Writers' Assistant

Many people take this title to mean a writer's assistant, as opposed to a writers' assistant (note the apostrophes). In other words, this job is not a personal assistant job to a writer. This is a whole other thing that has nothing to do with personal assistant or PA duties. This assistant job is one of the few that takes place in the writers' room.

TV writers' room

During a typical day in a writers' room, the writers will sit around a conference table and talk about story. They'll build on the conversations from the day before and eventually some solid structure to the season and finely tuned episodes come out the other side.

And to make sure that this talk doesn't fly into the ether, the writers' assistant is there to write it all down. So, while a conversation is taking place, the writers' assistant is typing furiously, taking notes on everything that's being said.

Eventually, writers' rooms will land on a general shape or important points that they want to focus on. The writers' assistant will highlight these or put them at the top of the document.

Then, at the end of the day, the whole document is sent out to the writers and the showrunner so they can review the material and be prepared for the following day's discussion.

This job puts you in the thick of it. You are literally in the room where the show is being crafted and it's your job to capture it all. So, you become one of the people most familiar with the show.

Not only that, but in the right writers' room, you can pitch your story or jokes and start getting attention as a writer rather than an assistant.

This is difficult because while the other writers get to think about their pitch and maybe even write it down, you need to think of your cleverly crafted pitch while writing down other people's ideas. It's nearly impossible. But it's the best way for the room to look at you as a writer, and a well-received pitch will put you in a good position for a potential freelance script.

Freelance scripts are scripts written by somebody outside the regular writing staff. There's usually one given out per season and they generally go to either the script coordinator or the writers' assistant.

My first two scripts were freelance scripts and I wrote them while I was a writers' assistant and script coordinator respectively. They literally changed my life. They pulled me out of debt and got me into the WGA.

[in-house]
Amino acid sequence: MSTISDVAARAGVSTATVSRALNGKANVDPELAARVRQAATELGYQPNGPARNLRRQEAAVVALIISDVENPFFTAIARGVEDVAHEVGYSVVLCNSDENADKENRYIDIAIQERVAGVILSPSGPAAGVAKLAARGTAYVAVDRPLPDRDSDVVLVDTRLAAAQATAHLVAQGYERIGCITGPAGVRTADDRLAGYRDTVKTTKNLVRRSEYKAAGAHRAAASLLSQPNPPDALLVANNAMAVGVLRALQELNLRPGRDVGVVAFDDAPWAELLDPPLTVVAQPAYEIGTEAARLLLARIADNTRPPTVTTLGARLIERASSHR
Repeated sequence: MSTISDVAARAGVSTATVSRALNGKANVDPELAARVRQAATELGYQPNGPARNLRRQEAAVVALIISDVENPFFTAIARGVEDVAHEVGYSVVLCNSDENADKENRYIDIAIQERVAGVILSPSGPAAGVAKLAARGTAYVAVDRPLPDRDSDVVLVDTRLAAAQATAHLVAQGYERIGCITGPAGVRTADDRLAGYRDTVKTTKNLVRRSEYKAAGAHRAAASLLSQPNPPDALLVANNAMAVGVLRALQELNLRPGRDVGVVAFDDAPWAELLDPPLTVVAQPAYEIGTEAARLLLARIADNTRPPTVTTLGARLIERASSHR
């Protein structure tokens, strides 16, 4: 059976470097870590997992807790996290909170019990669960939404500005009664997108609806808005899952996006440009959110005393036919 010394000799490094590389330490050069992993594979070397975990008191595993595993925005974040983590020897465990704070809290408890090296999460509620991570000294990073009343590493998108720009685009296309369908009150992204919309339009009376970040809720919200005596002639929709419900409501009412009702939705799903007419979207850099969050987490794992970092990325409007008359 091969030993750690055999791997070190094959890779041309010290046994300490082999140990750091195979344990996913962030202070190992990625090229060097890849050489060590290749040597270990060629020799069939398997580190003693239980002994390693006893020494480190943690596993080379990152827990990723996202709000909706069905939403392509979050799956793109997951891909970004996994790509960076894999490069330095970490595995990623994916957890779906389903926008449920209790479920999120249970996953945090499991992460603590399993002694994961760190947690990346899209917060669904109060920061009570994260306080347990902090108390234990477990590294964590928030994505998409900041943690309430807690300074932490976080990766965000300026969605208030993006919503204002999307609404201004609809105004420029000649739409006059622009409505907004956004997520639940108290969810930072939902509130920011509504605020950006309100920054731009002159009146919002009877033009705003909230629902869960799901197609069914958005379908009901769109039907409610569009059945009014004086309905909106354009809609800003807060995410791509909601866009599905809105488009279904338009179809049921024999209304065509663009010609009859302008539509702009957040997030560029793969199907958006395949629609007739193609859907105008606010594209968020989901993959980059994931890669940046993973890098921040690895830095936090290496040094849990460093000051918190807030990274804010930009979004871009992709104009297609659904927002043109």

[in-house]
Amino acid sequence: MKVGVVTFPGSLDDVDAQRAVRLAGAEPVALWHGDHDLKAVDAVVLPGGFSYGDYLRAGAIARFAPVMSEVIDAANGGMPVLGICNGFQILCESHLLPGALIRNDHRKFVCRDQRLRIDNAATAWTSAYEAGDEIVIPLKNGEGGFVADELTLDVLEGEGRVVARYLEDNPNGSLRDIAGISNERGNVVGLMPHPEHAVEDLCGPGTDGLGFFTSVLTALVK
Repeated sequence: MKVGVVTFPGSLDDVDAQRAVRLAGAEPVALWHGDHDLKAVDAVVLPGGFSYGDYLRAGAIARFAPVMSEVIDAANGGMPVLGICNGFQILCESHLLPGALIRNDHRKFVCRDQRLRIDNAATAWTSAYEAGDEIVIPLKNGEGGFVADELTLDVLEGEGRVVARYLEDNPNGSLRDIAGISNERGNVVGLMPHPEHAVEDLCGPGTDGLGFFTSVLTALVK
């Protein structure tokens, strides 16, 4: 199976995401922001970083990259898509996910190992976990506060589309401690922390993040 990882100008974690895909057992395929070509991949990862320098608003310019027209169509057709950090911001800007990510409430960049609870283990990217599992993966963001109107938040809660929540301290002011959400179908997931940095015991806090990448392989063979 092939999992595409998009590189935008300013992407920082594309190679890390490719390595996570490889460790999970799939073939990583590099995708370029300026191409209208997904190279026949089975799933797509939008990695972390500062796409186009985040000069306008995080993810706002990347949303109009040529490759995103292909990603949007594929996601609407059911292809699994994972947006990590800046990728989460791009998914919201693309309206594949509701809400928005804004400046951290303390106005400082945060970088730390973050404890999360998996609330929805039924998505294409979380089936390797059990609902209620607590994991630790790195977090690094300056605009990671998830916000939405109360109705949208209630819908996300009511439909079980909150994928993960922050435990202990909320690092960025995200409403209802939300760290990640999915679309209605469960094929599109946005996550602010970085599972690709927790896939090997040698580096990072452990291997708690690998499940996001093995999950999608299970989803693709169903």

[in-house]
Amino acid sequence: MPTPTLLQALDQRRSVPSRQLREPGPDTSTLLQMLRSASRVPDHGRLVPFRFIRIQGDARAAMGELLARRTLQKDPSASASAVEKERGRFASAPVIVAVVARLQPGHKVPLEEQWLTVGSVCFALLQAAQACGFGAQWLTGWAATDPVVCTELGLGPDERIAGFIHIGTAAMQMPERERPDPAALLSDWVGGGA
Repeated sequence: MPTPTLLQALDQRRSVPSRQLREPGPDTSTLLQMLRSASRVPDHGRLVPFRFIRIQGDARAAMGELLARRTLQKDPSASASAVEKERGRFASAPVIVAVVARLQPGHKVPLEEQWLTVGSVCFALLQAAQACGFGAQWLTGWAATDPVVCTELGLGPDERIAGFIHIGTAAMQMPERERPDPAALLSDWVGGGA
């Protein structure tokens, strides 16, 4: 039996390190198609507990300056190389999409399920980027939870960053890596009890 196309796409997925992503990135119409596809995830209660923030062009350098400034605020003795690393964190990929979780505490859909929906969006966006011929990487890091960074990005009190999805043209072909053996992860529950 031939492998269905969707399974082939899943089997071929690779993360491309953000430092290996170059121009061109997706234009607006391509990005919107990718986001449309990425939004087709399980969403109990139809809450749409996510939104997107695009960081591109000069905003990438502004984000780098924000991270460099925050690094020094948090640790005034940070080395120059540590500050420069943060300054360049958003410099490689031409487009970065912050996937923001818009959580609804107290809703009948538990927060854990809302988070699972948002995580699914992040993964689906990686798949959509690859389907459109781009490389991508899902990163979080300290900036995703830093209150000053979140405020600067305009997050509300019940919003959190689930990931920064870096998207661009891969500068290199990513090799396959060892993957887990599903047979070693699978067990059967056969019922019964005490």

My first freelance script

My first freelance script

So, that's the good. Here's the bad...

Writers' assistant jobs are extremely hard. You are literally typing all day long and most people in this position experience some sort of carpal tunnel.

You don't feel like you can leave the room because suddenly nobody's getting the writers' ideas down. It means you have to be "on" all day long with only a small break for lunch.

That being said, there's no better way to learn how to be a writer than being in a TV writers' room. And this is how many people experience it for the first time.

Script Coordinator

This is the highest-level job in TV writing assistant-dom. So fancy it doesn't even have "assistant" in the title anymore. Before I get into the duties of this job, I need to mention that there's a big difference in what script coordinators do on comedies and dramas.

And often in comedies, script coordinators and writers' assistants, though they hold different levels of seniority, basically overlap their duties, so each one does a piece of both of these jobs.

On any TV show, the script coordinator is in control of the script. They're the one actually making the changes to the Final Draft file, proofreading the document, making sure the formatting is correct and then sending it to the people who need it.

Sounds simple enough, right? It is not.

This job is the most detail-oriented position I've ever encountered. In a 35-65 page script that is being changed and noodled with every day, there are countless things that can go wrong. And it's the script coordinator's job to correct them.